Early registration ends August 1 for AHPA seminar on ID of botanicals

Early registration ends August 1 for AHPA seminar on ID of botanicals

Early registration ends Monday, August 1, for the American Herbal Products Association's (AHPA) two-day educational training program, Microscopic Identification of Popular Botanical Materials.


Early registration ends Monday, August 1, for the American Herbal Products Association's (AHPA) two-day educational training program, "Microscopic Identification of Popular Botanical Materials."

The hands-on program is scheduled for the weekend of October 1-2, 2011, at Rutgers University in New Brunswick, N.J.

The AHPA seminar will assist manufacturers and suppliers in meeting the burdens of verifying the identity of botanical ingredients under the Food and Drug Administration's good manufacturing practice (cGMP) and to protect them from potential liability. The federal cGMP regulation (21 CFR 111) requires that all dietary ingredients be tested or examined to verify identity prior to use in a finished product.

The material presented will familiarize participants with the various plant parts at the macroscopic level to create an understanding of the characteristic cellular features of each plant part using botanical microscopy techniques developed over the last century by botanists all over the world.

Early registration provides a 10 percent discount from the registration fee of $1,500 per person. Participants are responsible for their own travel, lodging, and meals while attending the course.

Program Goals

The program's overall goal is to have participants leave with the experience necessary to confidently conduct microscopic analysis on a variety of popular botanical ingredients.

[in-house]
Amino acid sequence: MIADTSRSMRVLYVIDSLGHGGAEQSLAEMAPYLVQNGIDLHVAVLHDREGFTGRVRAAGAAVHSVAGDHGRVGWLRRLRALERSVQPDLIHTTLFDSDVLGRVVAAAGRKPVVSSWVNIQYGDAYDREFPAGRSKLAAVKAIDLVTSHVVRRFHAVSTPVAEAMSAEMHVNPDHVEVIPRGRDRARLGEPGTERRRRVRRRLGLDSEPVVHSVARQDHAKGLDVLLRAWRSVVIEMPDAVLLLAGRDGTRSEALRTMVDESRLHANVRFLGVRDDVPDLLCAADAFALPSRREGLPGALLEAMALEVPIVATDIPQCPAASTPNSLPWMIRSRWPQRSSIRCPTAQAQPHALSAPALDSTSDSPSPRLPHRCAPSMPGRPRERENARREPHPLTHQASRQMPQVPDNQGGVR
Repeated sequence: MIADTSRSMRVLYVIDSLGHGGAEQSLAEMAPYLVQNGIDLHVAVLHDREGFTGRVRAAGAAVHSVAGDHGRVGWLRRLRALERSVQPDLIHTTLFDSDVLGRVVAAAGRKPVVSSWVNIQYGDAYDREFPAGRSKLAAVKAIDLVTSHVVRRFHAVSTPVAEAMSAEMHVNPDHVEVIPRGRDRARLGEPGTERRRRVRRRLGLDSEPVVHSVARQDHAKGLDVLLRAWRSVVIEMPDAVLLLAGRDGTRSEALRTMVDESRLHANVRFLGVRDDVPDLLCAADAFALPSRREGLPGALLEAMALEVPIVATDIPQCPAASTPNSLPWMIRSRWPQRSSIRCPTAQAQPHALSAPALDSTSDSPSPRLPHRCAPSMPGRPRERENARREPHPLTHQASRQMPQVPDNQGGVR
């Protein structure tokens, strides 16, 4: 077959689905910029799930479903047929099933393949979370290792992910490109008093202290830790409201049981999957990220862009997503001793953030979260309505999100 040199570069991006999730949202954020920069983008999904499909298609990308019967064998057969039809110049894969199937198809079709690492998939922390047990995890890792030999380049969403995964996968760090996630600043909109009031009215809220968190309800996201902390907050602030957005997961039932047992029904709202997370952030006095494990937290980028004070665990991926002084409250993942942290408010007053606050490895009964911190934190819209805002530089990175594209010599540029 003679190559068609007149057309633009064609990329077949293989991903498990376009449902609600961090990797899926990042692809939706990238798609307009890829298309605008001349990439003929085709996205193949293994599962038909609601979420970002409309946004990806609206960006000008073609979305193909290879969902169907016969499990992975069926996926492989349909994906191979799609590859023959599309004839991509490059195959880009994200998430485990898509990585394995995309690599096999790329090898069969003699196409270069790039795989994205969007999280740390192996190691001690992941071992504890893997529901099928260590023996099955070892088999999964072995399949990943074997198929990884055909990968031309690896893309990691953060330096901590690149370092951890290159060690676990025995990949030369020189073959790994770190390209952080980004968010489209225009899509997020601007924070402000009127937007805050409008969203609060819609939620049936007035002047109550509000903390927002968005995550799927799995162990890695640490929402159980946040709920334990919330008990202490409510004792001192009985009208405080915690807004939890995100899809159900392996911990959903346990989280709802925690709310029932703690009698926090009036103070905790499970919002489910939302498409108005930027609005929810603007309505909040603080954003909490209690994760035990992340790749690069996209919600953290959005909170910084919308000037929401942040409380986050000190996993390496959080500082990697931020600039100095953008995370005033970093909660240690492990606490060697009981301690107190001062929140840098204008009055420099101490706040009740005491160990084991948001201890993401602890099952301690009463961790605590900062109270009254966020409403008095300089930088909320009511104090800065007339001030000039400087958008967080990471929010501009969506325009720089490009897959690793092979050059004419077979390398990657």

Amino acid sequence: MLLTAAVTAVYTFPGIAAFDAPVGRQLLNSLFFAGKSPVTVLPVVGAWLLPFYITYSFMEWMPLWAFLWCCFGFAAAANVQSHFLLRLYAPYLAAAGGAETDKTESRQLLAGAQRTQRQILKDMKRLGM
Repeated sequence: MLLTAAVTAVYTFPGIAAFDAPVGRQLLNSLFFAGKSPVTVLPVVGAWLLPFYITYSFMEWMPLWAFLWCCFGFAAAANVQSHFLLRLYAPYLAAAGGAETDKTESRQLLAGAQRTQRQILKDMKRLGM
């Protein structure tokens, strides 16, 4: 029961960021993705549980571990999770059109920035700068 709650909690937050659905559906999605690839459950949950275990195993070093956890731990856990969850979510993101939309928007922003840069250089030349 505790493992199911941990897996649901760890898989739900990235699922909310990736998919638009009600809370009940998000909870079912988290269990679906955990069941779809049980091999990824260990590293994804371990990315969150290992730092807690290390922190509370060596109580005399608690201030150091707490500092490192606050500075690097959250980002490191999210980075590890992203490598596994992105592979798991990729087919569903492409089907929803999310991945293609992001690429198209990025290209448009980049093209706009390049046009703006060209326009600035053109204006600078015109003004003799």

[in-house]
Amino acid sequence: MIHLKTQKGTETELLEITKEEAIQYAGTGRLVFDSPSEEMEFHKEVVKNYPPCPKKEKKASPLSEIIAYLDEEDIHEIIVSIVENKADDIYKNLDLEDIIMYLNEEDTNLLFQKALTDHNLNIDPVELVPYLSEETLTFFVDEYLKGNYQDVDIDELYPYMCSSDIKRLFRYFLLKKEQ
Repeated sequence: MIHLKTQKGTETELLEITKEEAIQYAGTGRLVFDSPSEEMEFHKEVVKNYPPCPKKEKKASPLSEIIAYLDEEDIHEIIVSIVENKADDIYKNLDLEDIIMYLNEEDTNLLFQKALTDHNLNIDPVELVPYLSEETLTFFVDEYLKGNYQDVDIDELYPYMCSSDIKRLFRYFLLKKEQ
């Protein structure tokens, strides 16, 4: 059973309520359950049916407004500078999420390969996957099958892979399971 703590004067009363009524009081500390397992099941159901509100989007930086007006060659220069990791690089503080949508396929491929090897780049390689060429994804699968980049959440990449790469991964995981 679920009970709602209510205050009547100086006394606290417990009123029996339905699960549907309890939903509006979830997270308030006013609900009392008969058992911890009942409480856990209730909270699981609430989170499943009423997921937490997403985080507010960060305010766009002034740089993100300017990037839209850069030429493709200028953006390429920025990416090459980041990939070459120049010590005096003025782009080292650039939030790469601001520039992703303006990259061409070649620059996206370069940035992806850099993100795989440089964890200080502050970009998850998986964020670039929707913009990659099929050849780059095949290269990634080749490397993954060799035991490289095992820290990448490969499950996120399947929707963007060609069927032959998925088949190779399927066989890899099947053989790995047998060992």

Additional program objectives:

·         Provide the beginning to intermediate microscopist the skills and ability to confidently and competently analyze popular botanical ingredients often used in commercial products

·         Provide hands-on experience: The majority of the program (~75%) will be spent on the use of the microscope and the analysis of botanical materials, including:

o    Example preparation and review

o    Identification of adulterated material, including common fillers used to "cut" materials, such as flow agents & soluble excipients

o    Connecting the dots: Comparing a Certificate of Analysis (COA) and specifications to micro-analysis results

·         General background on microscopy and usage of a microscope

·         Identification of appropriate reference resources:

o    Voucher specimens

o    Published references

Information will be presented in morphological groups such as barks, roots, leaves, seeds, etc., and their characteristic microscopic components. The basic structure of the various tissue types will be discussed and identified using actual examples from a vast database of microscopic botanical images. Participants will spend a significant amount of time during the program conducting hands-on training using a microscope. Equipment, chemicals and supplies will be discussed, if time permits and/or if requested.

"It was probably one of the most useful 'short courses' I've ever taken," says David R. Schroeder, who works in the quality control division for Standard Process Inc., in Palmyra, Wis. "I'd done a lot of reading on botanical microscopy, but none of it was really 'clicking' until I took this course."

Who Should Attend?

The "Microscopic Identification of Popular Botanical Materials" seminar is geared toward laboratory personnel, QA/QC personnel, dietary supplement companies looking for economical means to comply with the cGMP requirements regarding establishing identity, or anyone with an interest in utilizing microscopy as a tool for the identification of botanicals.

To register and for more information, visit the seminar page on the AHPA website, contact Devon Powell via email, or call 301.588.1171, ext. 102.

About the American Herbal Products Association 

The American Herbal Products Association is the national trade association for and the voice of the herbal products industry. AHPA is comprised of domestic and foreign companies doing business as growers, processors, manufacturers, and marketers of herbs and botanical and herbal products, including foods, dietary supplements, cosmetics, and non-prescription drugs. Founded in 1982, AHPA's mission is to promote the responsible commerce of herbal products.

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